The De Jure Day anniversary, marking the legal transfer of French territories to India this day in 1962, was a low-key event at Keezhur, a hamlet on the outskirts of the capital, on Monday.
Although Lieutenant Governor Tamilisai Soundararajan and Chief Minister N. Rangasamy were scheduled to participate, neither could make it to the event. Perhaps this is the first time since 2016, when the Puducherry government began to celebrate De Jure Day at Keezhur, that neither of the two Constitutional figures made it to the commemoration of a historic day in the freedom movement of erstwhile Pondicherry.
According to sources, Mr. Rangasamy was indisposed in the morning while Dr. Tamilisai reportedly pulled out due to an unavoidable exigency about an hour or so before the event was to start.
Agriculture Minister C. Djeacoumar hoisted the national flag at the Keezhur monument in the presence of Speaker R. Selvam. V. Aroumougam and K.S.P. Ramesh, MLAs, Chief Secretary Ashwani Kumar and other officials.
The dignitaries later paid floral tributes at the monument as a mark of respect to the freedom fighters. Freedom fighters were felicitated on the occasion.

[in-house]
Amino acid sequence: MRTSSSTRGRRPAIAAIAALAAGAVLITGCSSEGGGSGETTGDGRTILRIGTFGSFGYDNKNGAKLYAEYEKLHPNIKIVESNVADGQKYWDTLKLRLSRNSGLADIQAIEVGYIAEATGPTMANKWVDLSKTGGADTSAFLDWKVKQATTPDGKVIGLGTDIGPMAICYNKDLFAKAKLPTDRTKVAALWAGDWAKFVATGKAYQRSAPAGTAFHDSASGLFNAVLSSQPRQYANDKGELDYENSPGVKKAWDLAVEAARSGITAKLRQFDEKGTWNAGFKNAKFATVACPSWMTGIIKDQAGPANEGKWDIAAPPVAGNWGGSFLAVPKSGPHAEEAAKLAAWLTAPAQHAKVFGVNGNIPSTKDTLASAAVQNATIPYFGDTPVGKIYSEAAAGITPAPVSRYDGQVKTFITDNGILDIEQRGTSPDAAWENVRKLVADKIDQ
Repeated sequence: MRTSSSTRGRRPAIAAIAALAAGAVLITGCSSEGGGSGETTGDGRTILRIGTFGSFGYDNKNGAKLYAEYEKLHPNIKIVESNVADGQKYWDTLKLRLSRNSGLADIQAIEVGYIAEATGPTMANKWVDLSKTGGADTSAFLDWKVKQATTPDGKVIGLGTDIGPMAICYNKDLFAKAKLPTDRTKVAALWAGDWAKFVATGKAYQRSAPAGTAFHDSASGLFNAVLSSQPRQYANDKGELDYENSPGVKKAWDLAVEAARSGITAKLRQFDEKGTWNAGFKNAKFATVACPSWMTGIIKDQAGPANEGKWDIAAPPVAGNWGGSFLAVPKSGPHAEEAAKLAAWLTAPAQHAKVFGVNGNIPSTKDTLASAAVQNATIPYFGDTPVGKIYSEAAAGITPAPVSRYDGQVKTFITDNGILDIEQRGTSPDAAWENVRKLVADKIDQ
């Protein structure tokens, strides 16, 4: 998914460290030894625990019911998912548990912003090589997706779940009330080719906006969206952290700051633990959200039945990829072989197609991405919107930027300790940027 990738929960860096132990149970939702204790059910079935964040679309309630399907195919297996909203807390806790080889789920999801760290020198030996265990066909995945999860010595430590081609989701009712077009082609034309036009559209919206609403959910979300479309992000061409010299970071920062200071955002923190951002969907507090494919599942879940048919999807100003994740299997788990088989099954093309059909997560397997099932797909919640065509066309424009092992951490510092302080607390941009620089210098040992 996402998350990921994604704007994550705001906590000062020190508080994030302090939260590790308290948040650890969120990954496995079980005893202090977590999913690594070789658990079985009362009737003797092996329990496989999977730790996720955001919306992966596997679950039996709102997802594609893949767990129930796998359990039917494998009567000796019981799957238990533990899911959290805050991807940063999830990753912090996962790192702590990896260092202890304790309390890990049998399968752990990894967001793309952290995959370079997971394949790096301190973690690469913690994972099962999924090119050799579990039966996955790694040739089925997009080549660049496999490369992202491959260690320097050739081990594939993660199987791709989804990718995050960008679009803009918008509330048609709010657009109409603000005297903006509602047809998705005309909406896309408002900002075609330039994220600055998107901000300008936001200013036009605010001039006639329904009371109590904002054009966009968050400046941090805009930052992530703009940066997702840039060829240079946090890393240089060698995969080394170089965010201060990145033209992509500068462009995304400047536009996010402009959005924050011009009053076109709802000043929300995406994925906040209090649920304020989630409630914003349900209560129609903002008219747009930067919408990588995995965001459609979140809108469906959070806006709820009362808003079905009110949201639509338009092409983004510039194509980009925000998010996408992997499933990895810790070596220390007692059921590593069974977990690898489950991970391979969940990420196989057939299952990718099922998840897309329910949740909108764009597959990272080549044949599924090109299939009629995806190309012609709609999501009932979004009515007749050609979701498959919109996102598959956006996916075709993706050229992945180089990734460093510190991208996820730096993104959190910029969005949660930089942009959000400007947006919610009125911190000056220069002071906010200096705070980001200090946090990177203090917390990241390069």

Earlier, on arrival at the venue, the Speaker and the Minister inspected a guard of honour of the Puducherry Armed Police.
Home Minister A. Namassivayam made a brief appearance just outside the venue to participate in a programme to distribute notebooks and food to schoolchildren as part of Independence Day celebrations hosted by party followers.
Though the Minister was not on the list of invitees on the government invite for the De Jure event, his presence at Keezhur and exit without visiting the venue caused a flutter.
The De Jure Day is among the triad of red-letter days connected to the freedom movement in the erstwhile Pondicherry.
After Independence Day, Puducherry also celebrates August 16 as De Jure Day to mark the legal transfer of power over far-flung properties from France to India and November 1 as Liberation Day, marking the de facto transfer of French territories to India on November 1, 1954.
It was Keezhur that witnessed a historic referendum rejecting French rule. India and France, following talks, had issued a joint statement on October 13, 1954, announcing a procedure for deciding the status of the French settlements. On October 18, 1954, the elected members of the Representative Assembly and the municipal councillors of Pondicherry and Karaikkal took part in a referendum at Keezhur.
Of the 178 members voting, an overwhelming majority of 170 members favoured the merger of French Indian territories with India. This led to an agreement on the de facto transfer of French territories to India, which was signed in New Delhi between the two countries.
Though De Jure Day is a public holiday in the Union Territory, it was after sustained pressure from the French Indhiya Puducherry Pradesa Viduthalaikala Makkal Nala Narpani Iyakkam, a political party, that the momentous occasion began to be commemorated at Keezhur since 2016.